Expert Comment: Hello, Goodbye: Reburying Richard IIIMonday 30 March 2015
Senior Lecturer in Sociology Dr Michael Brennan reflects on the reburial of Richard III.
The discovery of the remains of King Richard III - the last Plantagenet King of England - in a car park in Leicester in 2013 by a team of archaeologists from Leicester University is a truly remarkable story that has understandably generated world-wide media interest. Last Thursday drew a line under the story, as King Richard's remains were interred in Leicester Cathedral, marked by a panoply of ceremonial events that began the Sunday before, when King Richard's remains began their journey from Leicester University (where they had been kept since their discovery), through Bosworth Field (the site of his death in battle), to Leicester Cathedral (where his remains were placed in 'repose' for members of the public to pay their final respects before being committed to the ground in a crypt in a public, televised event).
With the exception of the latter - a first for an English monarch, the ceremonial events surrounding Richard III's reinterment were rather less remarkable than the discovery of his remains and the subsequent revelations yielded by their forensic analysis - about his diet, his physical appearance, and the precise manner of his death. Perhaps this is partly because we have, in recent decades, become accustomed to the revival of public mourning ritual, after a period in the middle of 20th century when death - and the ritual and talk surrounding it - had been comprehensively hidden from public view.
Less public mourning of the emotional and spontaneous sort seen following the death of Diana, Princess of Wales in 1997, than detached observance and participation in medieval pageant meets postmodern media spectacle, the ceremonial events surrounding Richard III's reinterment nevertheless looked remarkably familiar in other ways to those following Diana's death: the throwing of flowers in front of the cortege as it made its way through city streets thronged with bystanders; the multi-cultural composition of the 'mourners'; and the media tendency for hyperbole and use of vox pop interviews with members of the assembled public. There were similarities too among some dissenting voices who objected to what they perceived as a revisionist account of history by which Richard III was effectively rehabilitated in public perception, transformed from the reviled figure of Shakespearian play to an object of veneration that serves as a boon to Leicester's tourist industry. Controversial historian and professional antagonist, David Starkey - who called the whole event a 'whitewash' - was to Richard III's ceremonial send-off what Christopher Hitchens was to Diana's.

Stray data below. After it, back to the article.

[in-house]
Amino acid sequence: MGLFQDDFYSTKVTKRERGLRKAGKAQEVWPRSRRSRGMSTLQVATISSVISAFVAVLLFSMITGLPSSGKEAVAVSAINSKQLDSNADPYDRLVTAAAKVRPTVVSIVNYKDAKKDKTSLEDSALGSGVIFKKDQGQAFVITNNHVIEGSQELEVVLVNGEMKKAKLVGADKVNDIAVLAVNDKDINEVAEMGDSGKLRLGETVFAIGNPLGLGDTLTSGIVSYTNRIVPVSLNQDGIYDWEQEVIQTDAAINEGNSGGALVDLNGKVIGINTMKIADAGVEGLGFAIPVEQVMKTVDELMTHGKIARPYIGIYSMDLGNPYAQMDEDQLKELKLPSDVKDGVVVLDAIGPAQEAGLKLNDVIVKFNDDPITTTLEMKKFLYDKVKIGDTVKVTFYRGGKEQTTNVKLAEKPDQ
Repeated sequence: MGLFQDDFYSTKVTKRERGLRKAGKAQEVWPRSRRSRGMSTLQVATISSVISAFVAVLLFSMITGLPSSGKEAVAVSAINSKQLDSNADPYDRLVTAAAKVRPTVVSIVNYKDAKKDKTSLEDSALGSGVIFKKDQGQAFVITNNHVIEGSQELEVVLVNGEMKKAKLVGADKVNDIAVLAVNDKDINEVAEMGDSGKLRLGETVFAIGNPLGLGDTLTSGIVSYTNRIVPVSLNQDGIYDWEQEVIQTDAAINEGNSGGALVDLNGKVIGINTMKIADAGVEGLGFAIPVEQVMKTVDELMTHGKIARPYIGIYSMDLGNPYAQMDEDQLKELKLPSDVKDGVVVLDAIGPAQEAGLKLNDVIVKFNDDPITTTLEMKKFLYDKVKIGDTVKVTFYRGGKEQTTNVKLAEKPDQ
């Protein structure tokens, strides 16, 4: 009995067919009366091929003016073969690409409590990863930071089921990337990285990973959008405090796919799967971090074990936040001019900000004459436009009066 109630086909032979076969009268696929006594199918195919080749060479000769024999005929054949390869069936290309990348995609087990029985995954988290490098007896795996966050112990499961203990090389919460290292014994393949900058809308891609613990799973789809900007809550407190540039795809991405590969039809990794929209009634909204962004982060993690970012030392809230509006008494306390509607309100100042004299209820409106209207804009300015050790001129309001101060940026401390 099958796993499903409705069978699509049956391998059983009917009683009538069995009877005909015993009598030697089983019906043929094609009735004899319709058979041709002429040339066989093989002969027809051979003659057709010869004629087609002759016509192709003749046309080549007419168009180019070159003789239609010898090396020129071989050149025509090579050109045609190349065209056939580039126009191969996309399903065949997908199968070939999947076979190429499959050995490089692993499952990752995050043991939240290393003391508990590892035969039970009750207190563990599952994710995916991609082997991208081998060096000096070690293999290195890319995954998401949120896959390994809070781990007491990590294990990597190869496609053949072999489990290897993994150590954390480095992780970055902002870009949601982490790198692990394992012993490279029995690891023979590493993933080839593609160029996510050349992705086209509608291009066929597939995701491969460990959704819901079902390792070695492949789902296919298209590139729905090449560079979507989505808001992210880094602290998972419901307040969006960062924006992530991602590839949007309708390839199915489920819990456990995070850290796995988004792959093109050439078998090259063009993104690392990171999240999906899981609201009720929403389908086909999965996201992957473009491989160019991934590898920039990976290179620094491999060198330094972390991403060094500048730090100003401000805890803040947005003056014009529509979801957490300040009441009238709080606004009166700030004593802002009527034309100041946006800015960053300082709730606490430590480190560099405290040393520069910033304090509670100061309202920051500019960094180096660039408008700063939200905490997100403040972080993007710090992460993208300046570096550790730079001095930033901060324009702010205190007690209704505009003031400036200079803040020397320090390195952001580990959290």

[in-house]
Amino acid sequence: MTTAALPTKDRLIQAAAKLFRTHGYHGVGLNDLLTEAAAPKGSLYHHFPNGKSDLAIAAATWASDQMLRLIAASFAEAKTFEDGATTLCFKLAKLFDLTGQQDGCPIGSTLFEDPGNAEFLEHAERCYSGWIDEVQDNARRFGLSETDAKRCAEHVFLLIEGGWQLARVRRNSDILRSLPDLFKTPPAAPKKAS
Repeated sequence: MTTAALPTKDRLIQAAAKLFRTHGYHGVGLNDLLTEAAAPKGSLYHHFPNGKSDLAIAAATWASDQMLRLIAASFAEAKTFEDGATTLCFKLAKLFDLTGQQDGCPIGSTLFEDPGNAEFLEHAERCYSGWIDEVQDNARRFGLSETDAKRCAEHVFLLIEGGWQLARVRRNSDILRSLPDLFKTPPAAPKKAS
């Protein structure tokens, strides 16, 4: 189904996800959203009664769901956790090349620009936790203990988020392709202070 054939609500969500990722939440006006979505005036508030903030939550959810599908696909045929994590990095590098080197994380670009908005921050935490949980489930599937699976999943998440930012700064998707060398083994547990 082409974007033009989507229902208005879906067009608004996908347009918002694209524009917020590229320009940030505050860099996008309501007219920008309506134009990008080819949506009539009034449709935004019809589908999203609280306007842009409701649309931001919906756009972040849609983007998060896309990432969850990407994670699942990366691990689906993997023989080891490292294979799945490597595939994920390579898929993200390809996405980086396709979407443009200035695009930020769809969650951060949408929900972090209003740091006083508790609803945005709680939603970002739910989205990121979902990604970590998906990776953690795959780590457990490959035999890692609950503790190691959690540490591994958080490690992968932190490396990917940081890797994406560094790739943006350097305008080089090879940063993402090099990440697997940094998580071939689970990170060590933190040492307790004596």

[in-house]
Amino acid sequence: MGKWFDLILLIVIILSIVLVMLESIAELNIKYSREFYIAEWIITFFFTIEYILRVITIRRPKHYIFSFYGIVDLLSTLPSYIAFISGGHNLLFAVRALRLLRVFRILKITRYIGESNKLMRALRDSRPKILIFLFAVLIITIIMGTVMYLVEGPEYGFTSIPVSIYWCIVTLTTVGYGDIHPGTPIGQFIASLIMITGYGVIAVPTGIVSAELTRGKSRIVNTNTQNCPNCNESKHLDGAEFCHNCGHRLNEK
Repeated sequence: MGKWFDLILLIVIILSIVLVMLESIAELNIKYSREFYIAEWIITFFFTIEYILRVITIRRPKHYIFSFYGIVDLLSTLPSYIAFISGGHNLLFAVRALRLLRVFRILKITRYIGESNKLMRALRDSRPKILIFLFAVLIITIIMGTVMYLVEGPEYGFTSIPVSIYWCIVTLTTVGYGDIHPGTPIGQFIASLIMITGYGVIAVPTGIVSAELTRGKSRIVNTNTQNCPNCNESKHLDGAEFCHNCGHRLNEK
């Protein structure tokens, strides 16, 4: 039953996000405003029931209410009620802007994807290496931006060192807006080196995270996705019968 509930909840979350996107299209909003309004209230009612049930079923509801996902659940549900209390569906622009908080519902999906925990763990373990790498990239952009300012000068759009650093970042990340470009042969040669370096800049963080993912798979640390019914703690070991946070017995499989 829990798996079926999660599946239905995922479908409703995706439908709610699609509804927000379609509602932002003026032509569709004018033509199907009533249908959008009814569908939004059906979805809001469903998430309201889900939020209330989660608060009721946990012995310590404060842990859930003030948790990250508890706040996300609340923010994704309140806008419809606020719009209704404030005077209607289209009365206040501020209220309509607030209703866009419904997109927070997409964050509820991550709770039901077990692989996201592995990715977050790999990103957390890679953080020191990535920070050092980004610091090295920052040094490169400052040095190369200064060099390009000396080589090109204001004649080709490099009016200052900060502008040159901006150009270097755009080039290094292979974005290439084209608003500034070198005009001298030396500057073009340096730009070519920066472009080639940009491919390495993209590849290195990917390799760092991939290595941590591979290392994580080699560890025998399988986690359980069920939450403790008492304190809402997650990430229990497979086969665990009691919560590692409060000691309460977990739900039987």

Alongside the reburial of the remains of Richard III, another event - the solar eclipse, the first of the 21st century - captured the public's imagination in March 2015. Both events illustrate the human desire to part of something bigger than ourselves, be it the solar system or the long march of history: to insert ourselves within an event and to narrate our biographies and our experiences in relation to it - the 'I was there' phenomenon, replete with 'selfie' to document it and share with others. This tells us something significant about individuals and society in the late modern period: that history and events bigger than ourselves matter but that they are processed and understood through modern media and present-day mindset. That death was viewed differently in the late medieval period has been documented by historians, who have illustrated how the dead and dying were routinely taunted and mocked by their survivors - the humiliation wounds inflicted upon Richard III are fitting testimony.
The brief 'hello' by which we have been re-introduced to Richard III, and the ceremonial 'goodbye' by which we have restored the 'dignity' to the last English monarch killed in battle, are, then, a very peculiar product of modern forensics and postmodern sensibilities, in which the past is refracted through the present.
Senior Lecturer in Sociology